How To Calculate Your Online Advertising Budget

How To Calculate Your Online Advertising Budget

Please, GIVE ME ALL YOUR MONEY. There’s your budget! No, but seriously, how do you even begin to approach how much of your precious funds should be headed out over the internet to hopefully gain sales from those nameless, faceless people we call online customers? Saddle up there cowgirl, let’s go on a ride of discovery and adventure!

Setting an online advertising budget is FAR less complicated than most people make it out to be.

Starting out, you need to determine what your OVERALL marketing budget is. That number can be arrived upon in multiple ways, but the best approach is to figure out all the ways you’d like to advertise and to determine then how many sales you’d need to cover those costs. You should have at least a nebulous idea of how many sales you can get in a month currently, so there’s your floor.

To make a safe, conservative assumption, you can assume that anywhere between 1%-2% of your online leads will convert. Some industries, such as those with low-cost goods may have different benchmarks; there are several benchmark reports released on an annual basis that you should consult.

Figure out how many sales you need to cover this cost. You can determine the size of your costs by doing a little keyword research (Matthew Woodward has written an excellent article on performing keyword research including both free and paid tools you can use) and getting an idea of what an average cost per click would be. So now you have your cost per conversion estimate (multiplying the cost per click by 100) and your conversion value estimate (what’s your profit per sale?) so bingo bango there’s your ROI!

Of course, it’s not that simple, but you can play with the numbers to determine if your budget is in the ballpark of reality by using the assumptions mentioned above.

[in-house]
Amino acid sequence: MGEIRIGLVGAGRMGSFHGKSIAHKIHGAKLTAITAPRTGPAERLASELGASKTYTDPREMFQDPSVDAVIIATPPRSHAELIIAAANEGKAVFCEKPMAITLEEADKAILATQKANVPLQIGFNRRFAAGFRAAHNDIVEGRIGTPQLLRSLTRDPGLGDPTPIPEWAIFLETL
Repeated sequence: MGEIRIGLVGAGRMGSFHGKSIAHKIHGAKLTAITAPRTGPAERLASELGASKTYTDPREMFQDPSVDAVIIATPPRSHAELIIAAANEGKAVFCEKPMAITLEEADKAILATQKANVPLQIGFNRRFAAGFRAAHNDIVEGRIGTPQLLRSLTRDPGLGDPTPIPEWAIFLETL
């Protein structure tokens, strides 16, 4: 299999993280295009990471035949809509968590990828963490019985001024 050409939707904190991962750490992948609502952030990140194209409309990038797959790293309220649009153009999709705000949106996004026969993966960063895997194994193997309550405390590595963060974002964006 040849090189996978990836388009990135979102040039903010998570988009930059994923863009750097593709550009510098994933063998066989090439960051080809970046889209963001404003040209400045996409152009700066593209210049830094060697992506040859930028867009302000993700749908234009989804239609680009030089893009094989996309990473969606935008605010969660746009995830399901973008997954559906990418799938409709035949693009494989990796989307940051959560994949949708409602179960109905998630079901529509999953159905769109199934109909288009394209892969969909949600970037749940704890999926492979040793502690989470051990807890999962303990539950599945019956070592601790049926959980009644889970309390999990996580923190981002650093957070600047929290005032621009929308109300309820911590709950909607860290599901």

The tough part with online advertising such as Google Ads or Facebook Ads is that there are SO many optimization choices, bid strategies, audience choices, and placement options that you can’t possibly know what is going to work best for you to start; this is where testing comes in.

Most agencies utilize variations of the A/B test strategy, meaning two hypotheses are tested simultaneously to determine which is correct, and then the winning strategy is then again split-tested against a new variation of the strategy, and on and on as you get better and better results.

There’s a minimum amount of money required to do this effectively and efficiently, and that’s usually what trips most people up. The actual act of buying online ad space is pretty straightforward, and honestly if you only have a few hundred dollars to commit to it… you might as well do it yourself. There isn’t much testing and optimization that CAN be done at that level, and most of the professional help you’ll get won’t show results because they honestly can’t.

Once you hit around $1,000 (maple dollars of course), that’s where the ability to split test and get meaningful result data becomes truly available. We find that advertising budgets return exponentially better results for small businesses until they reach around $10,000 (of course, also based on overall company performance) where the results then become more campaign-dependent than budget-constrained. 

This is a bit of a shorter post because it’s not easy to recommend a budget (accurately) without data. A law firm, for example, has a MUCH different budget calculation than a florist. Your sales are worth different amounts, and your cost per lead is VASTLY different. Law clicks are some of the most expensive in the business! If you want us to take a look at your data, please contact us, and we’d be happy to give you a suggestion based on your needs and realities. 

Have a question about how to set an ad budget? Comment below and I’ll be happy to get you on the right path!

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